So say there's a piece that Yokota orchestrated, but Kondo composed; Kondo would primarily get credit here (and depending on the company, they sometimes do not credit the orchestrator despite the very difficult job they do).

Orchestrators and composers are two completely different roles that require very different skillsets, but many composers choose to do both (and many because it's required in this field of education at a university/conservatory level). There are many instances, especially in larger companies with larger teams of composers who will have a dedicated orchestrator though, just because of the sizes of some projects.
The thing is that Michiru Oshima is credited as orchestrating the pieces, I don't think that part is at all ambiguous. The composition is the part that's confusing. Kondo originally said that they had three different composers, which would be Kondo, Yokota and someone else (probably Minegishi or Nagata) and that Oshima arranged them. It's just that later, it was said that Yokota was responsible for all of them.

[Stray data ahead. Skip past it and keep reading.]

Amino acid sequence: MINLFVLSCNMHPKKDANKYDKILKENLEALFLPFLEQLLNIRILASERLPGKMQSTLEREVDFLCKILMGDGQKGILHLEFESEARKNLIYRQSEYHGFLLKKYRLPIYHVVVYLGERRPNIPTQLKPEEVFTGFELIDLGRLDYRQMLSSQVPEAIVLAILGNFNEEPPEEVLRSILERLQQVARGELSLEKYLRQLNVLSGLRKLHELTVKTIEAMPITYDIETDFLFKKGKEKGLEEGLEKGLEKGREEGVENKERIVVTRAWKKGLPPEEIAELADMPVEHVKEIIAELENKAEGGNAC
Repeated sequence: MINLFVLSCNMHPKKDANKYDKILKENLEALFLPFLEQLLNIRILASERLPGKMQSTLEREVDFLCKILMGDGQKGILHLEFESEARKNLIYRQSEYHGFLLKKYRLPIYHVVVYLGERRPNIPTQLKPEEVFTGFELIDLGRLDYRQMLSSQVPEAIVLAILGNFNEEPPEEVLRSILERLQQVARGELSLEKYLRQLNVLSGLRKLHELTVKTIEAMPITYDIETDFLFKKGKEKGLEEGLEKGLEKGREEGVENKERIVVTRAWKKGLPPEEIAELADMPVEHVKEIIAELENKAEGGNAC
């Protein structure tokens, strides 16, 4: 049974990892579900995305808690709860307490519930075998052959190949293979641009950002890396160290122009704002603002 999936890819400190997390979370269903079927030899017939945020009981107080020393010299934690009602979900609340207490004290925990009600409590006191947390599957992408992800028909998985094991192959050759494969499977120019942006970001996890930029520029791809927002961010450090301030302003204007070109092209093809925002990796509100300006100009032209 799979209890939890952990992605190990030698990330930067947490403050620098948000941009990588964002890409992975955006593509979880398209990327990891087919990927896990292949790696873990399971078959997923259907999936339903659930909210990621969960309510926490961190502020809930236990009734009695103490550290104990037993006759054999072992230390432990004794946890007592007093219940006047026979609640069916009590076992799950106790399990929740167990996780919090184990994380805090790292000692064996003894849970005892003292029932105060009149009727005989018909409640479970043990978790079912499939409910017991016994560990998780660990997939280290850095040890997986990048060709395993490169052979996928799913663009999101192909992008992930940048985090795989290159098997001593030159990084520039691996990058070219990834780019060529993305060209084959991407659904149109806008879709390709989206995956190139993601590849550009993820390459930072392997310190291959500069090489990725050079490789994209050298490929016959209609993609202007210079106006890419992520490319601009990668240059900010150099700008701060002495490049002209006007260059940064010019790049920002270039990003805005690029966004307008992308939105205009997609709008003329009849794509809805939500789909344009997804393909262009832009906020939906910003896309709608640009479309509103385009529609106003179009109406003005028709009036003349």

May 17, 2006
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#32
Kondo is really good at what he does, but he would be hard pressed to come up with more complex pieces like those of Mitsuda, Uematsu, Shimomura etc. He's perfect for Nintendo, nonetheless.
 
Jan 12, 2009
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#33
The thing is that Michiru Oshima is credited as orchestrating the pieces, I don't think that part is at all ambiguous. The composition is the part that's confusing. Kondo originally said that they had three different composers, which would be Kondo, Yokota and someone else (probably Minegishi or Nagata) and that Oshima arranged them. It's just that later, it was said that Yokota was responsible for all of them.